George Will’s Townhall.com column describes some of the more inane efforts to impose cartels at the state level:
In New Mexico, anyone can work as an interior designer. But it is a crime, punishable by a fine of up to $1,000 and up to a year in prison, to list yourself on the Internet or in the Yellow Pages as, or to otherwise call yourself, an “interior designer” without being certified as such. Those who favor this censoring of truthful commercial speech are a private group that controls, using an exam administered by a private national organization, access to that title. This is done in the name of “professionalization,” but it really amounts to cartelization. Persons in the business limit access by others — competitors — to full participation in the business. …in Las Vegas, where almost nothing is illegal, it is illegal — unless you are licensed, or employed by someone licensed — to move, in the role of an interior designer, any piece of furniture, such as an armoire, more than 69 inches tall. A Nevada bureaucrat says that “placement of furniture” is an aspect of “space planning” and therefore is regulated — restricted to a “registered interior designer.” Placing furniture without a license? Heaven forfend.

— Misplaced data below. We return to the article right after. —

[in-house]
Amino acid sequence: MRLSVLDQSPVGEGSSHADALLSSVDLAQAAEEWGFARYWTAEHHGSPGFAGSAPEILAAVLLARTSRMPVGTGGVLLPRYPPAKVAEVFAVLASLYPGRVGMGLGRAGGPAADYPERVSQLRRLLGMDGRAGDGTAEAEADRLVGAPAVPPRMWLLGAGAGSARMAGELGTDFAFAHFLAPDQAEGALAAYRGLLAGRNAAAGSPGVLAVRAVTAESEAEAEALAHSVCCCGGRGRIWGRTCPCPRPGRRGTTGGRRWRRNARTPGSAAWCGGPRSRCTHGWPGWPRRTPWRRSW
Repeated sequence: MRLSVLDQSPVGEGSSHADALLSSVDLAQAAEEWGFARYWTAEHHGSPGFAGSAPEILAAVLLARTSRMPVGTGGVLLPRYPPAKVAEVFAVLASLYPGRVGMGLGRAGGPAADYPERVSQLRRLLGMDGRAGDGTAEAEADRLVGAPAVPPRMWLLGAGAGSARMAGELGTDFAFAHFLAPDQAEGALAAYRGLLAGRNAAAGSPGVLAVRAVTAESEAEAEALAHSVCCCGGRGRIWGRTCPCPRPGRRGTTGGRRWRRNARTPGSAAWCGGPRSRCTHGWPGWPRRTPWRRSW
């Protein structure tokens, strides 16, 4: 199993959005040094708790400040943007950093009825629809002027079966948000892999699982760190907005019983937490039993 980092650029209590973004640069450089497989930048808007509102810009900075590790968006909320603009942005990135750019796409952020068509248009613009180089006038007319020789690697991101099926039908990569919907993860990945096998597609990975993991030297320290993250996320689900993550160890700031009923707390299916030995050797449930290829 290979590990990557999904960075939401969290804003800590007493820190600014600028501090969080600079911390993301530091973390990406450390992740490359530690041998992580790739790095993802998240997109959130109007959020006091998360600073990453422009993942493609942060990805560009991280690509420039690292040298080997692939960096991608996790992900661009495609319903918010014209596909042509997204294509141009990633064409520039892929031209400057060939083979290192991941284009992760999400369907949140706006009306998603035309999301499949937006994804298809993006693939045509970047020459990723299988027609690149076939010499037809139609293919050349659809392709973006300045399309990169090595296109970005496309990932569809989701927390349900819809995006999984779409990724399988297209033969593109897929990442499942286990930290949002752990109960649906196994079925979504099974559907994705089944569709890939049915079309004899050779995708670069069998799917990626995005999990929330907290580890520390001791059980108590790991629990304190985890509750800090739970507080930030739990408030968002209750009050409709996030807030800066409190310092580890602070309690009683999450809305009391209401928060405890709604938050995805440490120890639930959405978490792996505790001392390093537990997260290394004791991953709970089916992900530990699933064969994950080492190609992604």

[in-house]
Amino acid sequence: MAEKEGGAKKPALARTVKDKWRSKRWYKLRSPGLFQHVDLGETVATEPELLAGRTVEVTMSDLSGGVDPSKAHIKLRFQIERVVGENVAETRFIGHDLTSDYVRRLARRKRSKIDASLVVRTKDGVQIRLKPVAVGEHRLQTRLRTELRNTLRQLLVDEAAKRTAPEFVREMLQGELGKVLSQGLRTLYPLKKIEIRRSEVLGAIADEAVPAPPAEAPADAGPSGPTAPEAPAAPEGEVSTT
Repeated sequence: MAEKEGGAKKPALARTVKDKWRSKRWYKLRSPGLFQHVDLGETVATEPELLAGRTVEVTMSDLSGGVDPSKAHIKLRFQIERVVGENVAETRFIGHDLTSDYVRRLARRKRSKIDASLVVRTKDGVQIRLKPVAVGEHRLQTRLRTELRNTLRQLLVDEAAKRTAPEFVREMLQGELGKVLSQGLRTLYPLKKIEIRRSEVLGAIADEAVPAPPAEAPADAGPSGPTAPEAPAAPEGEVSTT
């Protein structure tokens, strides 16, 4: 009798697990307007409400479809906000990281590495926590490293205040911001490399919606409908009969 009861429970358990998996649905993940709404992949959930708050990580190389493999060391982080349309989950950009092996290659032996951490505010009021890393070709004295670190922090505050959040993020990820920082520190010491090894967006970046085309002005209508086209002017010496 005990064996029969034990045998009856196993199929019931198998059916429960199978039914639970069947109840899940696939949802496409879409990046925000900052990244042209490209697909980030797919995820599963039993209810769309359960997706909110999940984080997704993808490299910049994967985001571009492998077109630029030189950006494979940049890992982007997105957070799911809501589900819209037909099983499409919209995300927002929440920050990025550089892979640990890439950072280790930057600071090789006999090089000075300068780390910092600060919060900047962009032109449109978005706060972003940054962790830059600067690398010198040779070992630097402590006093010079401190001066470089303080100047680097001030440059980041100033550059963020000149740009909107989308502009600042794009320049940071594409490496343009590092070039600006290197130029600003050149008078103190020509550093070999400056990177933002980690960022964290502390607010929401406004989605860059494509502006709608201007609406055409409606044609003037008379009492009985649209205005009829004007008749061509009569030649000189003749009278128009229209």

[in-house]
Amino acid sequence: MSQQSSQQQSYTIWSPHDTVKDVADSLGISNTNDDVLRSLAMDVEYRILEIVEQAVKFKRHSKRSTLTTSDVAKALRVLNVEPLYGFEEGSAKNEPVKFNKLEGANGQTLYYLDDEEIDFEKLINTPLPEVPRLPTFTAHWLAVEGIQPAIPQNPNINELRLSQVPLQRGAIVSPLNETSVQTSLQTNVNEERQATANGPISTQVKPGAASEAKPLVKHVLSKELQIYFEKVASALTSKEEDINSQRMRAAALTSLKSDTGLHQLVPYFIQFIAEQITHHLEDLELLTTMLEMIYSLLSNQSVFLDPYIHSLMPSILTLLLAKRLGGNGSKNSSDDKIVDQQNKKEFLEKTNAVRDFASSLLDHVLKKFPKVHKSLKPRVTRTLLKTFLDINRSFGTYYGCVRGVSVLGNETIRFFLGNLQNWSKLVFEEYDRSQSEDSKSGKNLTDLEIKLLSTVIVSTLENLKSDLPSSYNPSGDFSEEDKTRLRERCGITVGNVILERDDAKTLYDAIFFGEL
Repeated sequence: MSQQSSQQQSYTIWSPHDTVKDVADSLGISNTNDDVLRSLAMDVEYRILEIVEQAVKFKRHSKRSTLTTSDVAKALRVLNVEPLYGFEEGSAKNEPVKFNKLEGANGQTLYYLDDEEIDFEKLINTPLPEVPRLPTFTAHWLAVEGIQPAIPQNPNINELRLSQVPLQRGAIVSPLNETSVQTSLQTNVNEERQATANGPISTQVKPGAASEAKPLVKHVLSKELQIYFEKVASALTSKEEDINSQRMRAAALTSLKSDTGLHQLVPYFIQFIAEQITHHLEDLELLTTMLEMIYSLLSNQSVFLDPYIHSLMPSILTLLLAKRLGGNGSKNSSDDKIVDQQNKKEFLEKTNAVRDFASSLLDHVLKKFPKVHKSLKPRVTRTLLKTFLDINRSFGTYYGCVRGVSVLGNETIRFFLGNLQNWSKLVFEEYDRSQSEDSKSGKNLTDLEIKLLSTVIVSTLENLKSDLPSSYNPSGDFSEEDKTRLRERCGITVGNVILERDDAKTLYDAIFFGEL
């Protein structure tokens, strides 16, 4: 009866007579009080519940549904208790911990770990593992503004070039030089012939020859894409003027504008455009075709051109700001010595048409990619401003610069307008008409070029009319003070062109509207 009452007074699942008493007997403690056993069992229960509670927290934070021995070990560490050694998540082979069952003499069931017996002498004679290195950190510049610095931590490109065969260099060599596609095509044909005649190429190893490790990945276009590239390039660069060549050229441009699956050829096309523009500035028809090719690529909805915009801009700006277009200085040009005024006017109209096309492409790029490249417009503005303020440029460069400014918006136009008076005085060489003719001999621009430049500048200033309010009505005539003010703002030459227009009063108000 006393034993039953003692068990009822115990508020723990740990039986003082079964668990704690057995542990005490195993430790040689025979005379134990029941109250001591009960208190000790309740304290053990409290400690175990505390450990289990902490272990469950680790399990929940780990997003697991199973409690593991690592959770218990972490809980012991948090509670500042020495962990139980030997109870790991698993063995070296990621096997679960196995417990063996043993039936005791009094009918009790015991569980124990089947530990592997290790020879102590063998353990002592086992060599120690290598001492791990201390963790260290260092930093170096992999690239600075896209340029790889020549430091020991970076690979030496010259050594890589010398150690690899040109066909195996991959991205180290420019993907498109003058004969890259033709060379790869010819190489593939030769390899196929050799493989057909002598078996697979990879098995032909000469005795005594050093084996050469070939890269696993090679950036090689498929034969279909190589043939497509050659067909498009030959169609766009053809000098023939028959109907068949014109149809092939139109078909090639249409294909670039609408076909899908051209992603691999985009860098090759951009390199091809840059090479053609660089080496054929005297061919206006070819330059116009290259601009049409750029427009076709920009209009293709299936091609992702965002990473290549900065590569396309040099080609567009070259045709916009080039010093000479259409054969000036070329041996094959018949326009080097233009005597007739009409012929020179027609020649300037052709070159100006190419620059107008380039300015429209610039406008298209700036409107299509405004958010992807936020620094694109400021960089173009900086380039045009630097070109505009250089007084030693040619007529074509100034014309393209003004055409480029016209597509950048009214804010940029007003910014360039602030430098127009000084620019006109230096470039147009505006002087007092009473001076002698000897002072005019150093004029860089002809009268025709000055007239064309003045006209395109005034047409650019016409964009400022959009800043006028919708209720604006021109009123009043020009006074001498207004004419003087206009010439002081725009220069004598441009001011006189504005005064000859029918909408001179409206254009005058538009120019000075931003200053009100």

Will notes — quite accurately — that businesses are in favor of regulation when it means they can raise prices on consumers and/or disadvantage competitors. This is why there is a big difference between being pro‐market and pro‐business:
It is not true that businesses, as a matter of principle, want to fend off government regulation. Businesses have a metabolic urge to make money, which is as it should be. But when a compliant government gives them the opportunity to use government regulations to enhance their moneymaking, businesses’ metabolic urge will overpower any principles about the virtues of free (from government intervention) enterprise.